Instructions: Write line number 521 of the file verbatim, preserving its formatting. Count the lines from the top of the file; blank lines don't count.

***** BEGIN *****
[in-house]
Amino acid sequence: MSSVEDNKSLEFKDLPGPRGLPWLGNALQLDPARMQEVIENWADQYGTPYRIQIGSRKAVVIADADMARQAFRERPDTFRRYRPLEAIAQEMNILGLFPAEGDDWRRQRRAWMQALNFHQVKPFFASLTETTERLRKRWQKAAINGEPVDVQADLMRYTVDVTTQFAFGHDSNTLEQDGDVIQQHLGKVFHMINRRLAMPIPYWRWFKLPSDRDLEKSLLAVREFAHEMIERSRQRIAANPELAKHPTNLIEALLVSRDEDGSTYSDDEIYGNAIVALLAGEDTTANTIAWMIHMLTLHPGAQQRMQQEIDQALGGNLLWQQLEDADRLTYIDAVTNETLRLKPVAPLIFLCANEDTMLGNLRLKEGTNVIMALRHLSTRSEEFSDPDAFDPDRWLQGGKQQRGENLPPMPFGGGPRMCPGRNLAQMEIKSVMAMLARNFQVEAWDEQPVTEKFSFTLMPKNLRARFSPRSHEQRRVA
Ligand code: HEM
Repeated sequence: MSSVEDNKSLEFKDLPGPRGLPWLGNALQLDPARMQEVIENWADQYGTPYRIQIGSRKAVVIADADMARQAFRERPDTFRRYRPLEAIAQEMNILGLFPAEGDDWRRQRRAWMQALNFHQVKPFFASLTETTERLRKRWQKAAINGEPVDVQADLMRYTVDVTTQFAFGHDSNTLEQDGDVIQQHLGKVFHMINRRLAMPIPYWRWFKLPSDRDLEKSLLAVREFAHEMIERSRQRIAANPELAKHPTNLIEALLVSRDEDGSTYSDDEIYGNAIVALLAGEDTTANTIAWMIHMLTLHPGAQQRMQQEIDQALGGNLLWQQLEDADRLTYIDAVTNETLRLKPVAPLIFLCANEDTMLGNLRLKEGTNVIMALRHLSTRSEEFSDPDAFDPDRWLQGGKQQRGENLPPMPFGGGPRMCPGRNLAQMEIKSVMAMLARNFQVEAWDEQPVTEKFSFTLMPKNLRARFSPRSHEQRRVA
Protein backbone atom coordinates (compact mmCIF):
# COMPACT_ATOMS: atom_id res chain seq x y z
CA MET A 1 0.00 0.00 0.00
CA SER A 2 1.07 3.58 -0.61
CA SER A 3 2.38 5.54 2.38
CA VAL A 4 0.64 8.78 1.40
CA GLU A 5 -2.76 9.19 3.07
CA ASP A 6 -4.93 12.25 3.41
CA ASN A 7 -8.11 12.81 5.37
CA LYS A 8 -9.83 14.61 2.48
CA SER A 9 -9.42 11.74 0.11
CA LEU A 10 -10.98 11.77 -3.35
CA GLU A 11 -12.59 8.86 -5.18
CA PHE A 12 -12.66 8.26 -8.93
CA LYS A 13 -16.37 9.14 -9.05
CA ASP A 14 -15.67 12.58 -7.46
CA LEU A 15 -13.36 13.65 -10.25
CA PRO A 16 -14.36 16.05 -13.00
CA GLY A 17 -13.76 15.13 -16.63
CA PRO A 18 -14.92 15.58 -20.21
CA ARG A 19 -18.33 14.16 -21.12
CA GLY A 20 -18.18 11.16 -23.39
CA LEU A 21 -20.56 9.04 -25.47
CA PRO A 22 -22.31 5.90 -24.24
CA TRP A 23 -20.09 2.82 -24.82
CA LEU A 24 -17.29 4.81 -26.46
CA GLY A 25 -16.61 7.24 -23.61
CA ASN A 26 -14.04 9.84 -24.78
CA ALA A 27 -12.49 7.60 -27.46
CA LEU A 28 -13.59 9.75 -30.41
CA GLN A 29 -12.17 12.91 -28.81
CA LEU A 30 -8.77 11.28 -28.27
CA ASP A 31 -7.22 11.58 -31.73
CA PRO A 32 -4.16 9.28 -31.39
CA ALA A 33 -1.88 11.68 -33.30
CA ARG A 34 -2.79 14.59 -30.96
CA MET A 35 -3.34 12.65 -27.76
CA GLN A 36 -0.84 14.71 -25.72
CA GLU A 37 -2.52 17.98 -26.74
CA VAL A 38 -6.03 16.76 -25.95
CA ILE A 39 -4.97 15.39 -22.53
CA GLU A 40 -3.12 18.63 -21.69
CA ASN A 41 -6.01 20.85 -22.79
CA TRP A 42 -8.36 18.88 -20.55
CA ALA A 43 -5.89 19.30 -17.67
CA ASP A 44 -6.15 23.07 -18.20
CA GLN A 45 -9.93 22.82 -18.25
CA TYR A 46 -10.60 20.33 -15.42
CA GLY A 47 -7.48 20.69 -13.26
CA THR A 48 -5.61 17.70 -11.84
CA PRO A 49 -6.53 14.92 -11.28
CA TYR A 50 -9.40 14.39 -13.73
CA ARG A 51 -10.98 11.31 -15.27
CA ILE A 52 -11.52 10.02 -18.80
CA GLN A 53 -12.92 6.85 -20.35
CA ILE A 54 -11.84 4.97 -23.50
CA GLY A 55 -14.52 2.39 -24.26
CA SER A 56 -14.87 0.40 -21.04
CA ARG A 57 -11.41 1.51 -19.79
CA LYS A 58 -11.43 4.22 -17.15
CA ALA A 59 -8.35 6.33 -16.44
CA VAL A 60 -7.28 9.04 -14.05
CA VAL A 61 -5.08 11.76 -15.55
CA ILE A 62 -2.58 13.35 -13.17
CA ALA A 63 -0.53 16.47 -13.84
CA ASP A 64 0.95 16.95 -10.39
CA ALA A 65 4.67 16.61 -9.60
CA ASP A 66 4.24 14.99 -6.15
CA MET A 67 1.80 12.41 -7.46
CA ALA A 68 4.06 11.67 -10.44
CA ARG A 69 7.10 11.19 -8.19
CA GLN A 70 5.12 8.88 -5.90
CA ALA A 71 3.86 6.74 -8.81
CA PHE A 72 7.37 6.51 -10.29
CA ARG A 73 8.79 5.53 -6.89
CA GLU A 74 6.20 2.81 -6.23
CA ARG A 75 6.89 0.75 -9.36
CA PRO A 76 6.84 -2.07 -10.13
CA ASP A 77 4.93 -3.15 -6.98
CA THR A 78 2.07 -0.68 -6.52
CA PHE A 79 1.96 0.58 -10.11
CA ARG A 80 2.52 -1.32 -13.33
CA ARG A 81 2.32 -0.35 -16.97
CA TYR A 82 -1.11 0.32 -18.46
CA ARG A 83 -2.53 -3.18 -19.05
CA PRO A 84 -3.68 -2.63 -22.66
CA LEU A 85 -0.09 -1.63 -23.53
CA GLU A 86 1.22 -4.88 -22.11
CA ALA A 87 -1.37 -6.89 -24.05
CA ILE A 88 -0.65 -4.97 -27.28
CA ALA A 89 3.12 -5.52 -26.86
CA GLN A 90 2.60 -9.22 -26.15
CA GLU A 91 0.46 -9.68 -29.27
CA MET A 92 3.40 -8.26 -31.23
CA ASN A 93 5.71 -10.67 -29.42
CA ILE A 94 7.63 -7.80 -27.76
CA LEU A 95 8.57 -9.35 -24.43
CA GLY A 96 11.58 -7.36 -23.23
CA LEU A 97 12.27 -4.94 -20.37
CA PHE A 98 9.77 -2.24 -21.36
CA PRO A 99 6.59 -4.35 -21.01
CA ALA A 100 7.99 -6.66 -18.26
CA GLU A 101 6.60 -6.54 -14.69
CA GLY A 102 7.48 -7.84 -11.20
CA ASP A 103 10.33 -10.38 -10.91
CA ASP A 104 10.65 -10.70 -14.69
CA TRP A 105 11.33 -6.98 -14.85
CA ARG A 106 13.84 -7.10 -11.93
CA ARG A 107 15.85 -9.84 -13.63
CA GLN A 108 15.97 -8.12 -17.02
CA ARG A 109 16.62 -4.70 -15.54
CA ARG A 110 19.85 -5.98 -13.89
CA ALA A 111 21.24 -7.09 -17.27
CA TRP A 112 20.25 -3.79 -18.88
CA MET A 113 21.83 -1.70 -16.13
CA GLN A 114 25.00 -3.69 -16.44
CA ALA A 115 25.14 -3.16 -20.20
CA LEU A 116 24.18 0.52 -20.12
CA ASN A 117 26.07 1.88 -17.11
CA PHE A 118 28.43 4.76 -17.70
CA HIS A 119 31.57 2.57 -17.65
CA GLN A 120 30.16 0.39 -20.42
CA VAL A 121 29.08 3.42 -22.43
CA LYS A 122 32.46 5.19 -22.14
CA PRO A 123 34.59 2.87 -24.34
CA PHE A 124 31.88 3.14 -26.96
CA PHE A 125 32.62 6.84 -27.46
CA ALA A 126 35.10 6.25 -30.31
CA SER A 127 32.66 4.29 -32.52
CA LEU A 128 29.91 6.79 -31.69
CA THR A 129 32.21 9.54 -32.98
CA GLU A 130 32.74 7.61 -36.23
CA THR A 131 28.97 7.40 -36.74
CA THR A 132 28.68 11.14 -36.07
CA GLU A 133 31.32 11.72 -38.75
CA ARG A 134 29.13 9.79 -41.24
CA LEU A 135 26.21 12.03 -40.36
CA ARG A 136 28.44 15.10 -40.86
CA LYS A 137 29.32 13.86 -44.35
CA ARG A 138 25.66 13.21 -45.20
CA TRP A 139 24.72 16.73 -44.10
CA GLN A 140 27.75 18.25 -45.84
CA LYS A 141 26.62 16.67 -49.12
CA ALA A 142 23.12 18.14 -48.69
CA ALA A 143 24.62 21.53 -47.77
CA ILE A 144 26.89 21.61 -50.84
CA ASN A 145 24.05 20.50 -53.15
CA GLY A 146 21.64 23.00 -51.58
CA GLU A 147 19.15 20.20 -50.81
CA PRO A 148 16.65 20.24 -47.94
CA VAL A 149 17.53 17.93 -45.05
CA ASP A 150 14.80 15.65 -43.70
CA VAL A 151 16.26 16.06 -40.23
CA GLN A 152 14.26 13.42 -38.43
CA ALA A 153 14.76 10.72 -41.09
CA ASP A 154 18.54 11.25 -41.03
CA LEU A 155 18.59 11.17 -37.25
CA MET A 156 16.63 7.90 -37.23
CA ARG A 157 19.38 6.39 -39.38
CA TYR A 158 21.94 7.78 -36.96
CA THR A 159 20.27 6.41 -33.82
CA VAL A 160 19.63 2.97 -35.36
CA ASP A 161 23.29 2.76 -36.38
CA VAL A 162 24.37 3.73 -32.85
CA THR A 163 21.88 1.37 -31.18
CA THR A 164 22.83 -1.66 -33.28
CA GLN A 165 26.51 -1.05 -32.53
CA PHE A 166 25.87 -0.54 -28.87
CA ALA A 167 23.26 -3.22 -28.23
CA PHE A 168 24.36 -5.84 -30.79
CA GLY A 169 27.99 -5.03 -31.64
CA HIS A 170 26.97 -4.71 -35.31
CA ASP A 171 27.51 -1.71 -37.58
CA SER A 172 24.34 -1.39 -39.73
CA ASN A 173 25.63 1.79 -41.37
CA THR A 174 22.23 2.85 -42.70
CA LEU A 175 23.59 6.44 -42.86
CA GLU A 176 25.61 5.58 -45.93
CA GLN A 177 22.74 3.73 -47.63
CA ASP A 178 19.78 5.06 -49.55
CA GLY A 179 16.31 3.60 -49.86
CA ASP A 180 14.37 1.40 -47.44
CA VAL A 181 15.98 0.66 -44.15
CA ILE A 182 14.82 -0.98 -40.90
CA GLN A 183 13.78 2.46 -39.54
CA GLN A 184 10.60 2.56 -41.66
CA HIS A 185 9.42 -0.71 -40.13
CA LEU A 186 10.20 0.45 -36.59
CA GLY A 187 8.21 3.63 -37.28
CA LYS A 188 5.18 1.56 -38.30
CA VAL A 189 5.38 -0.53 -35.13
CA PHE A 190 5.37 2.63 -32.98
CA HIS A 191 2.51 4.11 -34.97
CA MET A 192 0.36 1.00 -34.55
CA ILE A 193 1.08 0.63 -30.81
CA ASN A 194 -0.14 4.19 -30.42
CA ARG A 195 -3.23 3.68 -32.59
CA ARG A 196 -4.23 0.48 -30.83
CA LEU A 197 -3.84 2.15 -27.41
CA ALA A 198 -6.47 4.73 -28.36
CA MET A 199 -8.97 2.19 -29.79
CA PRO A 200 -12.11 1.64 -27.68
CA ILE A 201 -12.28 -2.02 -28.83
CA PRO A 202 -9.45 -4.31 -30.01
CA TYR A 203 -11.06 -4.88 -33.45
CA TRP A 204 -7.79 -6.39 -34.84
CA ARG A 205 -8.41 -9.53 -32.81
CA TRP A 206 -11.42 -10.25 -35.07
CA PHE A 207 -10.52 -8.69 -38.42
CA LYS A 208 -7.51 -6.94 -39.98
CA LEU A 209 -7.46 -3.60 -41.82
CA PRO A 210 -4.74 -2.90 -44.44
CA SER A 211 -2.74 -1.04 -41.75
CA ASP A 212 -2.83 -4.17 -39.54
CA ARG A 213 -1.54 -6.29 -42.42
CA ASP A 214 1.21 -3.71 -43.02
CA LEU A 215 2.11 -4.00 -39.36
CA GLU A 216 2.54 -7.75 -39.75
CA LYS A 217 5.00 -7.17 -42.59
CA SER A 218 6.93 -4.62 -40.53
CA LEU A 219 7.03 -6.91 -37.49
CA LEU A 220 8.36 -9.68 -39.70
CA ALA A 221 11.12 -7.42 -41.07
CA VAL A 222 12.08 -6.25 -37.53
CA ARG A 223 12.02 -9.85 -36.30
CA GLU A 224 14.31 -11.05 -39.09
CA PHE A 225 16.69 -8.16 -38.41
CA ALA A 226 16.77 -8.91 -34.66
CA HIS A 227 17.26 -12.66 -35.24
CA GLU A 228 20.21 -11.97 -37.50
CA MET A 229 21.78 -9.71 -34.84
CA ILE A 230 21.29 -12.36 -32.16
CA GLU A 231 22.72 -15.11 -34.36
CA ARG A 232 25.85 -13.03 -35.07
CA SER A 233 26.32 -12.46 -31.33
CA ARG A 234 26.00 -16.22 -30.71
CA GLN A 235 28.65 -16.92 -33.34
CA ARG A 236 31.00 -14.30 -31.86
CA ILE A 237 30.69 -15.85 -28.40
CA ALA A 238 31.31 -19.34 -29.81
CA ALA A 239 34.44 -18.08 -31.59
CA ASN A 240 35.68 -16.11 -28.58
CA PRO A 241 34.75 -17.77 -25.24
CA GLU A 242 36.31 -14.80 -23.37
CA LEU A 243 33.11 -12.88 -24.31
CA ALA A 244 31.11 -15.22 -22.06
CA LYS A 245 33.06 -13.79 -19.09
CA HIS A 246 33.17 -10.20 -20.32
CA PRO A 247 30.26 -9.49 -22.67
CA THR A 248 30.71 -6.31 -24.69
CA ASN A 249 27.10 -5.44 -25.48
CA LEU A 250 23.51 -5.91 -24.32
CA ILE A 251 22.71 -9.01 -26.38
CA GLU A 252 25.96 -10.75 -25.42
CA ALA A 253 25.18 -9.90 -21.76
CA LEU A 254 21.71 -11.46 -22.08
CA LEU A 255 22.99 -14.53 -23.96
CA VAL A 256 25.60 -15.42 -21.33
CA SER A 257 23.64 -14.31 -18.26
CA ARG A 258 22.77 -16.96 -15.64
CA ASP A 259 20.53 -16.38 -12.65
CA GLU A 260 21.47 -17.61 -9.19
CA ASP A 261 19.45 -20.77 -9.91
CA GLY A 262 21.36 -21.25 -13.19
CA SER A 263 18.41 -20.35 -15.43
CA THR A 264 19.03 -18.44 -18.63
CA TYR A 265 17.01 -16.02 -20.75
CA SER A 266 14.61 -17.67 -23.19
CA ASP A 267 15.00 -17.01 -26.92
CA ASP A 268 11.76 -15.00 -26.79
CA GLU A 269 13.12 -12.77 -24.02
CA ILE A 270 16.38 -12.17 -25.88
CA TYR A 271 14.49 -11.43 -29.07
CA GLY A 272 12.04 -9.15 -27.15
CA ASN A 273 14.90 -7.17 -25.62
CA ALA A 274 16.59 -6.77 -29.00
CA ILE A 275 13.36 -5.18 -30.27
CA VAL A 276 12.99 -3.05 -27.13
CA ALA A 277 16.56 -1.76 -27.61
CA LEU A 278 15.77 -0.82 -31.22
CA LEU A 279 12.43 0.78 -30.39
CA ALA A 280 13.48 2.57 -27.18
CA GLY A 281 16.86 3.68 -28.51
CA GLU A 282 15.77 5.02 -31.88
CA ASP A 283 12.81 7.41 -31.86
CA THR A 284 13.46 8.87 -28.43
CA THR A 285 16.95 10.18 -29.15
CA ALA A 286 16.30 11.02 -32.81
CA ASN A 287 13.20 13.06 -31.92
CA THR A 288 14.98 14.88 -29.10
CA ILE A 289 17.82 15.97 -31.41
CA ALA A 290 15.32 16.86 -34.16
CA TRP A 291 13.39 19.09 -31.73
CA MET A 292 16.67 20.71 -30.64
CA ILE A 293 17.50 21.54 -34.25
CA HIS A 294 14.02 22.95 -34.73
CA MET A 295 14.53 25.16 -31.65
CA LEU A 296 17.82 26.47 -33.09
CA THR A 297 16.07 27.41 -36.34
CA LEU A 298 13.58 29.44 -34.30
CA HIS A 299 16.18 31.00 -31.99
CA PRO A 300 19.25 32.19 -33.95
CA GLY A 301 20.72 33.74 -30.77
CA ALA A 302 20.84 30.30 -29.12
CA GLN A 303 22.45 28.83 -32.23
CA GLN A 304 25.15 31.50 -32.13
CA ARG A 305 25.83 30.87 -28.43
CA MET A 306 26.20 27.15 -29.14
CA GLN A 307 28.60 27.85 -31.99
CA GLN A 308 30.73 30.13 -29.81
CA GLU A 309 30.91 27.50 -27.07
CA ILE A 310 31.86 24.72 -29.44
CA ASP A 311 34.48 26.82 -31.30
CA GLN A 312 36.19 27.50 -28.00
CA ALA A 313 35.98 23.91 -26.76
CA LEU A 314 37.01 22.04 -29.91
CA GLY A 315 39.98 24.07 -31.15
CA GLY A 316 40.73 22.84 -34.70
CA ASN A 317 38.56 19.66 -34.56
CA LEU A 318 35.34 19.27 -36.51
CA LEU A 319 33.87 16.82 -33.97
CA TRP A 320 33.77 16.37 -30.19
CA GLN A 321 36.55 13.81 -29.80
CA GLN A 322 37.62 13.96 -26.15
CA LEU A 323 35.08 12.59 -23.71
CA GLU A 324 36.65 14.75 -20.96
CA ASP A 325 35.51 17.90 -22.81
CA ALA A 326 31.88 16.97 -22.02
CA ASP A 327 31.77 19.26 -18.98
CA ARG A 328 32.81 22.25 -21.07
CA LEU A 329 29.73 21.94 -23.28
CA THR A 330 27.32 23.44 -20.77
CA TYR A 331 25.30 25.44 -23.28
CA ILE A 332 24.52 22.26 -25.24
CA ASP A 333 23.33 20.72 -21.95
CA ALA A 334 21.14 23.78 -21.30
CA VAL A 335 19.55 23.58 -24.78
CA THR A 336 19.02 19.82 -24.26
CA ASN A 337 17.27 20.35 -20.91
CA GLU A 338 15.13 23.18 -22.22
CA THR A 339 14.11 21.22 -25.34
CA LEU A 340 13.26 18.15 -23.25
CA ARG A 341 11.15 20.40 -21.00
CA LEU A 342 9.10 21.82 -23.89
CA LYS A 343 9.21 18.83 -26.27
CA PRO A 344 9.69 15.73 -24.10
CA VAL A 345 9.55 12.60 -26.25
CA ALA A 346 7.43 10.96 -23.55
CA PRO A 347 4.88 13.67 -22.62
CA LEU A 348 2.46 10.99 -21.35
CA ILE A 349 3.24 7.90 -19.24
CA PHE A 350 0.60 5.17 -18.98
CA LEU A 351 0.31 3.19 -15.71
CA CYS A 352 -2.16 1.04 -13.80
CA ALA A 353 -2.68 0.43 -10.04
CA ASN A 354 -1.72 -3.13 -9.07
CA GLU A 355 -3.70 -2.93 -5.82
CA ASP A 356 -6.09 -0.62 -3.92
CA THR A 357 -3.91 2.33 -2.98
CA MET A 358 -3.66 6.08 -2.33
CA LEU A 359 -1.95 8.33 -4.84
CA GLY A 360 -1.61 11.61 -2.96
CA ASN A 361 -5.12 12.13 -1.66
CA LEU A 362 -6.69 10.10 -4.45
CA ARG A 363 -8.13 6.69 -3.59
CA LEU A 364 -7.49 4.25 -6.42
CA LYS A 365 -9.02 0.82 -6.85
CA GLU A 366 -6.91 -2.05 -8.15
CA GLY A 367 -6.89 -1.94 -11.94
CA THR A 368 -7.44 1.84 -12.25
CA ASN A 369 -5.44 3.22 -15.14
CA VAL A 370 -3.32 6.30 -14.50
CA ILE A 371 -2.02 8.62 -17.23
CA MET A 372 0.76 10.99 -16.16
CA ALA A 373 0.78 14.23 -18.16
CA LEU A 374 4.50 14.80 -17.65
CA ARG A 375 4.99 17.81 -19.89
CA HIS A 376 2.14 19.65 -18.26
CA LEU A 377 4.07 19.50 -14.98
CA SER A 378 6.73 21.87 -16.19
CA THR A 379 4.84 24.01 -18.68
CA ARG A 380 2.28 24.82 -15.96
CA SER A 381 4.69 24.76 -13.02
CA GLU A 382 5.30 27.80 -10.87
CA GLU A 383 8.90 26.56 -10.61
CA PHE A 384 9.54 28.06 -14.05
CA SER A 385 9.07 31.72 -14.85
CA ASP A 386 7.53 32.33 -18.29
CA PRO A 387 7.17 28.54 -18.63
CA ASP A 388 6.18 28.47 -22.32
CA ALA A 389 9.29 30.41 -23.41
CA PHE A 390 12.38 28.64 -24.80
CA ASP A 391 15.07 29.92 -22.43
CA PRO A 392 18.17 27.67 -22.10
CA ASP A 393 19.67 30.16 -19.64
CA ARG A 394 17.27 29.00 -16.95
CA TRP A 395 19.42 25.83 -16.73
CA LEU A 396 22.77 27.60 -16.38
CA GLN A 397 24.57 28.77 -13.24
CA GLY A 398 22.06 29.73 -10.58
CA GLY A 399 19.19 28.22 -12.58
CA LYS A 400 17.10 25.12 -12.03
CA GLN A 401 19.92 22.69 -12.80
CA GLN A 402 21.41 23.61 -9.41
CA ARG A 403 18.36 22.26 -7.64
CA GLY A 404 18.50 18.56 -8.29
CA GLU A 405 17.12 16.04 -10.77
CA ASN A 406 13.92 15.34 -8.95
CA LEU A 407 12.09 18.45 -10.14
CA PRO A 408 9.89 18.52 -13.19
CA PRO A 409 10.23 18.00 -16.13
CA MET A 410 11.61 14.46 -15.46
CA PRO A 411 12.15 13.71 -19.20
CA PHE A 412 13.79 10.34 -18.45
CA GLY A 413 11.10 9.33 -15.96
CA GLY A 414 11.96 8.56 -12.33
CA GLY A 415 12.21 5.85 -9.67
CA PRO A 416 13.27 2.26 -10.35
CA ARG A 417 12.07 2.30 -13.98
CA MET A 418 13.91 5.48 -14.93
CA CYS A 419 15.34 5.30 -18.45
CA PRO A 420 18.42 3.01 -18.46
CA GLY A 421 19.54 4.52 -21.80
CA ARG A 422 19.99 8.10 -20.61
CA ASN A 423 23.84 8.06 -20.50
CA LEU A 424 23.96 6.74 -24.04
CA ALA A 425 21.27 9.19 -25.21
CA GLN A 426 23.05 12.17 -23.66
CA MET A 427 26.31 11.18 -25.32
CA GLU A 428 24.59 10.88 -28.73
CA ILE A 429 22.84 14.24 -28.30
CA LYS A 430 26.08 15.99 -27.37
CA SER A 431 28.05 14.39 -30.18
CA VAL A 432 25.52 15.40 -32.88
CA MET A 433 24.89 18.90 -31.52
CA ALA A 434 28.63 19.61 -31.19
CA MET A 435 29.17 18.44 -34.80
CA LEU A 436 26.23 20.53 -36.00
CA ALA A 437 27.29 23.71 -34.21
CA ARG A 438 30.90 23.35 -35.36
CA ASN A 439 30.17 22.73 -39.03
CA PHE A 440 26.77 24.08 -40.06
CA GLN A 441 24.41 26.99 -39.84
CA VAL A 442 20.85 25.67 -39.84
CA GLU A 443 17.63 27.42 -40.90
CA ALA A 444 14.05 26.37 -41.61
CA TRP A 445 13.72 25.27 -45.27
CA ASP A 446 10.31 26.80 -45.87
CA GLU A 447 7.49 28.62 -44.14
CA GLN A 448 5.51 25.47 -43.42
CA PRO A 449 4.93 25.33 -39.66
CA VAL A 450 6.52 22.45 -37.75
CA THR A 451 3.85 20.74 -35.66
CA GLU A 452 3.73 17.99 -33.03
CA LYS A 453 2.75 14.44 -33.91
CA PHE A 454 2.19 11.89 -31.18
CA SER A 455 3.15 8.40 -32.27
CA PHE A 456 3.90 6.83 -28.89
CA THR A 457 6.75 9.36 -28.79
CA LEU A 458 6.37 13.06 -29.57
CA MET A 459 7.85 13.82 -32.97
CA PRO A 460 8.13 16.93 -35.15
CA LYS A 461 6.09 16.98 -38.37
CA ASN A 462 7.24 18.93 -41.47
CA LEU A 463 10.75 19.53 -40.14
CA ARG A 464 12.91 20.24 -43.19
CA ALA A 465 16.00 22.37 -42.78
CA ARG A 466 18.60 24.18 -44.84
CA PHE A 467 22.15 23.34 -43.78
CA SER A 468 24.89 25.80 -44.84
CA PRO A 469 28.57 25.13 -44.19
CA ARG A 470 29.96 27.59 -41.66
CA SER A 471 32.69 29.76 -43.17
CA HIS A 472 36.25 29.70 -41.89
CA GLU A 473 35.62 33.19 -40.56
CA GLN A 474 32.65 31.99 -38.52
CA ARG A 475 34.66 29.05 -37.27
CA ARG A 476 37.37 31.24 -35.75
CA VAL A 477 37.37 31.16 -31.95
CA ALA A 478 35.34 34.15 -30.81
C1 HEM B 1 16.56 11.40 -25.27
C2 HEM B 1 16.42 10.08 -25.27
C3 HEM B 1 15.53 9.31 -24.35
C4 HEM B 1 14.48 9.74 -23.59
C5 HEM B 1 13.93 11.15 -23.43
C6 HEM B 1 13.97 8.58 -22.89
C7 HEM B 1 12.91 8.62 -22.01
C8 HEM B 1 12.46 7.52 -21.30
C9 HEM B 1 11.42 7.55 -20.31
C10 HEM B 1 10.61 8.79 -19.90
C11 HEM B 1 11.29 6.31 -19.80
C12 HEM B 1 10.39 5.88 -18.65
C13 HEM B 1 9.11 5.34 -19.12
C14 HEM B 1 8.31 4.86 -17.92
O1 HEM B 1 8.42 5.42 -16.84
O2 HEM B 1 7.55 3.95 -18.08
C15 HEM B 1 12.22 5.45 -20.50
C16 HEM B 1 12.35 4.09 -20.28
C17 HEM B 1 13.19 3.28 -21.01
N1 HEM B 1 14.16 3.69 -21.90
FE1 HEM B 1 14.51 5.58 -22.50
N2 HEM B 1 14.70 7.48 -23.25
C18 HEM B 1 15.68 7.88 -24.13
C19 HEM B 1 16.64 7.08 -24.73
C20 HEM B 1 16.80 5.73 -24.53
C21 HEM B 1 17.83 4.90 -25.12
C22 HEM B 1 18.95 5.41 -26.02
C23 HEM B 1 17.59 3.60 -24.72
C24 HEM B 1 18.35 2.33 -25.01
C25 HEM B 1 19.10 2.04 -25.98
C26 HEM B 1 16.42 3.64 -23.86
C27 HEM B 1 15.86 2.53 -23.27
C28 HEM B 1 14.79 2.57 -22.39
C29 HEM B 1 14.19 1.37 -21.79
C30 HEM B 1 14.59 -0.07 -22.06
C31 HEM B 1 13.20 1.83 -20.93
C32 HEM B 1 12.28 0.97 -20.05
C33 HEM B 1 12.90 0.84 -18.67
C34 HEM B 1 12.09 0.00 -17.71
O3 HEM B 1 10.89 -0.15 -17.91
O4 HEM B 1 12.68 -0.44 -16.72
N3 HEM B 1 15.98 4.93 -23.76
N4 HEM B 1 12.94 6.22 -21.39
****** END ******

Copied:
C32 HEM B 1 12.28 0.97 -20.05